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Gresslin, Hampstead NW3

Richard D. Carreño packs his passport and goes North!

What's a 'West End restaurant' doing in a North London neighbourhood? 'Well, times change,' says Michael Gresslin, chef-owner of Gresslin's, a Hampstead restaurant that's putting West End pizzazz into neighbourhood dining. 'We want to be a destination. We don't want to be just a local restaurant,' Gresslin said recently during a brief time-out from his cooking chores.

It wasn't always like that. When German-born Gresslin first opened the restaurant in Hampstead's main drag in 1996, the original target audience emphasised strictly a local clientele. But Hampstead has been a hot fashionable address and, in that climate, Gresslin's fitted in snuggly. Not surprisingly diners responded swiftly and loyally, drawn to Gresslin's innovative style combining modern European cuisine with Oriental concepts.

'Now', says Michael Gresslin, 'it's time for the rest of London to be treated to what north Londoners have been raving about for the past two years'. We had heard the raves too and were eager to get the Gresslin treatment. Our party of three trundled up from central London one evening and the journey (ours was by car) was surprisingly easy. We even parked near the restaurant, just two streets away. The nearest tube stop is Hampstead.

The restaurant itself is a warm, friendly place decorated with striking black-and-whte photographs by Marc Schlossmann. Bare, blond beechwood tables also maintain the motif of informal simplicity. Service is attentive but never intrusive.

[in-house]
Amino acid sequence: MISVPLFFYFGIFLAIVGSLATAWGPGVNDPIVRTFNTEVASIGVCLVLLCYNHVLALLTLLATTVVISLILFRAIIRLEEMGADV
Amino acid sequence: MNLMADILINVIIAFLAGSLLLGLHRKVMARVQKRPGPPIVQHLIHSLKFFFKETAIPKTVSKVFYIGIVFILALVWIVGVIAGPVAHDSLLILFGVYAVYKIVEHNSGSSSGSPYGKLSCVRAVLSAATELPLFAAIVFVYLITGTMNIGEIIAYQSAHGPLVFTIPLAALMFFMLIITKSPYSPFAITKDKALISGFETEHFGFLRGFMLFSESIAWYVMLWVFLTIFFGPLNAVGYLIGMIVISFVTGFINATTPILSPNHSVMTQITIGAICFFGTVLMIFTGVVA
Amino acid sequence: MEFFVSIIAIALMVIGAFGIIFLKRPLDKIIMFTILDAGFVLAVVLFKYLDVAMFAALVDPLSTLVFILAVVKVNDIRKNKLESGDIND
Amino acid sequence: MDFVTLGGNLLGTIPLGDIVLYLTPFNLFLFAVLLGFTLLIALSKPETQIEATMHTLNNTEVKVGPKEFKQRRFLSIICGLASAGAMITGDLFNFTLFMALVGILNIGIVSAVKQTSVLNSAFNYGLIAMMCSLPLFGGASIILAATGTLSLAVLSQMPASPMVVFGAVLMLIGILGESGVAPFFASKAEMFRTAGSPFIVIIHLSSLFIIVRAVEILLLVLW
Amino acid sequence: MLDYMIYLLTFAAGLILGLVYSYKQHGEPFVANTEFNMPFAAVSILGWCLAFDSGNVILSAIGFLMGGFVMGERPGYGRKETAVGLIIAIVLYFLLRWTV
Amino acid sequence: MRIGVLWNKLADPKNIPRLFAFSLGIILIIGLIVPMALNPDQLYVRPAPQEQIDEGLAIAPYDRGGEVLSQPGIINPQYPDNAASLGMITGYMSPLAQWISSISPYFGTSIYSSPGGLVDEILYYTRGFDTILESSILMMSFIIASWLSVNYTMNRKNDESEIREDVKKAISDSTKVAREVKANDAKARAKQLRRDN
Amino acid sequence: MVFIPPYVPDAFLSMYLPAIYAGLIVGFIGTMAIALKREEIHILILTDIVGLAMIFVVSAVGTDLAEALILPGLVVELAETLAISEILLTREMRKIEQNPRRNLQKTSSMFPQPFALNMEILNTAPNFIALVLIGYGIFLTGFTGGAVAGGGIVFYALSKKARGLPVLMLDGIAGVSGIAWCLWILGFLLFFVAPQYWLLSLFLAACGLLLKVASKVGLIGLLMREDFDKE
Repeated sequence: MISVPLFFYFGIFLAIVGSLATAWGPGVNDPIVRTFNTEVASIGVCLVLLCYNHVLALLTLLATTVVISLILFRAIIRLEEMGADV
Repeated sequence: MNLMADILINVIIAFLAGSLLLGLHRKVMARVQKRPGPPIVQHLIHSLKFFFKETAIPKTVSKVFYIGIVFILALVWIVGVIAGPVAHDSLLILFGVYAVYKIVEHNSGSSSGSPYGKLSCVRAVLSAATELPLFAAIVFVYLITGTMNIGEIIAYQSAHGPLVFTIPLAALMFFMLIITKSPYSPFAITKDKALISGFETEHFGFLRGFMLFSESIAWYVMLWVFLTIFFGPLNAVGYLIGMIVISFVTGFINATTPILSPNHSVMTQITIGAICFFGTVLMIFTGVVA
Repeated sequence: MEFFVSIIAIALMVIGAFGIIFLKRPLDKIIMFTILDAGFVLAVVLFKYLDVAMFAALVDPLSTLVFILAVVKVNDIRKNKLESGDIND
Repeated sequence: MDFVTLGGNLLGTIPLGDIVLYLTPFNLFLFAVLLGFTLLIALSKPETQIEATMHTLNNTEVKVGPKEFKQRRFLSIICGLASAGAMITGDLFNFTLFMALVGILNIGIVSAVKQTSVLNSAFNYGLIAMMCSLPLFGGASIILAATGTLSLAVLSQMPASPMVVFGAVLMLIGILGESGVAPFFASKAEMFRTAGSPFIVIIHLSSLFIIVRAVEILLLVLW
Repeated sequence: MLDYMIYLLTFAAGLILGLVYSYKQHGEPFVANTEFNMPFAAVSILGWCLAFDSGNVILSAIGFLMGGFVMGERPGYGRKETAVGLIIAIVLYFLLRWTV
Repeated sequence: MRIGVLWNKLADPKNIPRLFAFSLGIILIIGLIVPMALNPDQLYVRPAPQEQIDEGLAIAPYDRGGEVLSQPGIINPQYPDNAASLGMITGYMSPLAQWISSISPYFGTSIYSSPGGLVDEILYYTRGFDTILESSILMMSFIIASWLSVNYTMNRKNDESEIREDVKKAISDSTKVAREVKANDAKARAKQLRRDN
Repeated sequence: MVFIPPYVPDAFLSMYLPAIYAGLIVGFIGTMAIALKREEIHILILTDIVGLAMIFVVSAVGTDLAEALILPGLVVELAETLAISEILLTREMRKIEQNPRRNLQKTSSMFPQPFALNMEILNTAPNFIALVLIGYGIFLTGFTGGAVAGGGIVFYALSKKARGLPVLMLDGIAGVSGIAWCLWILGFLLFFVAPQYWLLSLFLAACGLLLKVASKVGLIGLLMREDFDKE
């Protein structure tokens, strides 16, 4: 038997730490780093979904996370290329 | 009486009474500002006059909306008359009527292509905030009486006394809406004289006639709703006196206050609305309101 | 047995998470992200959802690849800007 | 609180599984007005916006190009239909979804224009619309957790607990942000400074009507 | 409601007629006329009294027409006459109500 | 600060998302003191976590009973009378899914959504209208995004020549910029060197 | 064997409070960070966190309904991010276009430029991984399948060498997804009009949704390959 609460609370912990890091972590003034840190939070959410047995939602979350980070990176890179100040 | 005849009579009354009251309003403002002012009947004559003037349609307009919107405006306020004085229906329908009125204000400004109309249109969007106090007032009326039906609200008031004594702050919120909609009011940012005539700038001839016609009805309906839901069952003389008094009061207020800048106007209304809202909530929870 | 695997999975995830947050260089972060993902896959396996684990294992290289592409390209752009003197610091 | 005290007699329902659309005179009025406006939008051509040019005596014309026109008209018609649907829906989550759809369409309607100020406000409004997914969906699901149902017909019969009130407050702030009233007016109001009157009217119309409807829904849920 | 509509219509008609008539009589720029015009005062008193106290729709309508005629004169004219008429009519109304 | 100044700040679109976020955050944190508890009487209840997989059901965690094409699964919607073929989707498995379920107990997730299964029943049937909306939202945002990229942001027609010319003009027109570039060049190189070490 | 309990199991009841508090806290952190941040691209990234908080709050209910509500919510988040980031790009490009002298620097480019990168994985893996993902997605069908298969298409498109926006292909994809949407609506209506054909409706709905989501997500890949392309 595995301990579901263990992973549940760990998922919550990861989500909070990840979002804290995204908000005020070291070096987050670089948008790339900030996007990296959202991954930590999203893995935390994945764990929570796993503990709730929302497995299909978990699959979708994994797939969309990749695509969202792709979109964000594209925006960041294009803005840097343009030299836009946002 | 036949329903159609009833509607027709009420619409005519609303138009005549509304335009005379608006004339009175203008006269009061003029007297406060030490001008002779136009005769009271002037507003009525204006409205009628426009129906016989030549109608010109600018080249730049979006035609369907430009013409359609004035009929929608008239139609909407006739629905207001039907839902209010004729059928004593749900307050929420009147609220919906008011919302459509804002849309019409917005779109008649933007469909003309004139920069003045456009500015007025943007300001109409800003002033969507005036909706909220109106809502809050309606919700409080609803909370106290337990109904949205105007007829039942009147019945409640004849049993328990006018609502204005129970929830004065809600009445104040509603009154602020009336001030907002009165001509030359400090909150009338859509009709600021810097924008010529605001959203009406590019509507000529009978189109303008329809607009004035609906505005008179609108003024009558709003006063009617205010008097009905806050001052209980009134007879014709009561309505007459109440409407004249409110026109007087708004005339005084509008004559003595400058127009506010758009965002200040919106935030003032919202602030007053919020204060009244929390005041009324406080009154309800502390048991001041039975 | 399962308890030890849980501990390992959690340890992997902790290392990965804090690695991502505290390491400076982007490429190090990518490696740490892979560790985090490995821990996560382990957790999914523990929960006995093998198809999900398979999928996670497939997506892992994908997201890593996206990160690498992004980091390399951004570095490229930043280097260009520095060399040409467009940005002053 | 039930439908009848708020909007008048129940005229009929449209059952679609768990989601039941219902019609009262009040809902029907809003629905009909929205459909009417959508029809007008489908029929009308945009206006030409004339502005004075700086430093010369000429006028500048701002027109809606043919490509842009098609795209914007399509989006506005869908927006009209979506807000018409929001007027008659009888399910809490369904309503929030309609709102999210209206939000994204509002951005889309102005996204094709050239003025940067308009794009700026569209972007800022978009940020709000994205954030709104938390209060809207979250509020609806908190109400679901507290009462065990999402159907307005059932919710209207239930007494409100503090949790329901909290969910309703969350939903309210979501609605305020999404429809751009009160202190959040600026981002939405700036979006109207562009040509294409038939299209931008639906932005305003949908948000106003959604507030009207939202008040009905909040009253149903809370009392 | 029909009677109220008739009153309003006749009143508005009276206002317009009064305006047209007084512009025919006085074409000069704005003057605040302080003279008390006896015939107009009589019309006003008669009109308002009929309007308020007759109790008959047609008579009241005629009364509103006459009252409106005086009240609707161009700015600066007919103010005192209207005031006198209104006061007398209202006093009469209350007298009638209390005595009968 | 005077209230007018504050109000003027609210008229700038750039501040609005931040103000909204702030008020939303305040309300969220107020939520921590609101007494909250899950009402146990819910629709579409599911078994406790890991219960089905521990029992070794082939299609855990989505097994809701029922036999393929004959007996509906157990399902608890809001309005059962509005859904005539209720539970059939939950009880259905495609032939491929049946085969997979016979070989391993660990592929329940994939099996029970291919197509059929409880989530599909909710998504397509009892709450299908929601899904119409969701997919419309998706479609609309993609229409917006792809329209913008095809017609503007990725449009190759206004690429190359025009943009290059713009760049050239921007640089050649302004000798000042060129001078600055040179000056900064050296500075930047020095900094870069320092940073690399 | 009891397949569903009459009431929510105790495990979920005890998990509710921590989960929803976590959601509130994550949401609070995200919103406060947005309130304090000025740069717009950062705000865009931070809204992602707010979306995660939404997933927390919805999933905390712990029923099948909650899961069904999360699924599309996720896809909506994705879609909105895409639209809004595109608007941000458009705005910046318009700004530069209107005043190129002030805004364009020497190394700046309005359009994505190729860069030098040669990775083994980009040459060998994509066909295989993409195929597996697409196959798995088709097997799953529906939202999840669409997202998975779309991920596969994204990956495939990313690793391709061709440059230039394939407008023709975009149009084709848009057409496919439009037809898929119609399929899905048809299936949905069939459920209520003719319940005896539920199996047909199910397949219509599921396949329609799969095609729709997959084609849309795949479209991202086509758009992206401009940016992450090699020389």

In all, fifty-six diners can be accomodated on two floors. A private dining room seats another sixteen diners. Follow our experience and try for a ground floor table. (Ours looked out onto Heath Street and we enjoyed watching the activity outside.)

Gresslin's signature dishes accent his ingenious blend of European and Oriental tastes. Main courses range from the imaginative - grilled mahi mahi with cous cous - to the exotic - ostrich with a caramelised mango and green pepper sauce. One of our starters underscored the fusion theme. This was a warmed spring onion hopper with Thai salad, sauteed squid and crispy seaweed (Stg.95). We were knocked out by the combined tastes, enlivened with a sweet-and-sour dressing flocked with garlic.

What inspired Michael Gresslin to such creativity? At first, his culinary background was relatively traditional - eleven years at a Michelin-starred restaurant in Germany. His interest in Oriental cooking then got a boost from spending two years in the mid-1980s in Sri Lanka. Later he moved to London and cooked at the Berkely Hotel and at the Hotel Inter-Continental. But his 'most influential' experience was working with the renowned London chef, Anton Mosimann.

Our main course selections were more traditionally European although Michael Gresslin's Oriental twist still prevailed. A tender braised lamb shank served with chick peans, root vegetables and a star anise sauce (Stg12.95); delicate tasting roast cod with leaf spinach, spiced aubergine caviar and gumbo sauce (Stg12.50); a barbecued chicken breast served with roasted sweet potatoes, a tomato and garlic confit and hosin sauce (Stg11.50) were all blockbuster palate pleasers.

These and other menu treats are also remarkably affordable. The most expensive starter (a prawn and noodle salad) is Stg6.95 and the most expensive main course (guinea fowl with red cabbage) checks in at Stg13.95. (The ostrich main course, a special on the night we visited, was Stg16.50.) Wines are also reasonably priced.

For dessert, restaurant manager Robert Holland suggested that we try a combination platter for two. For an economical 11 pounds we sampled five mouth-watering desserts including pecan brownies, a caramelised lemon tart, baked pears and three different flavoured sorbets. Individually the deserts run from Stg3.50 to Stg4.50.

Gresslin says he wants to continue to break new ground. Sauerkraut - mining his German roots - may even pop up one day. He also notes that customers frequently ask if he plans to open another restaurant closer to where they live. 'When are you coming down to Richmond?' is one such refrain. Perhaps one day. But, for the time being, diners will have to travel to Hampstead. And, as we discovered, the trip will be memorable.

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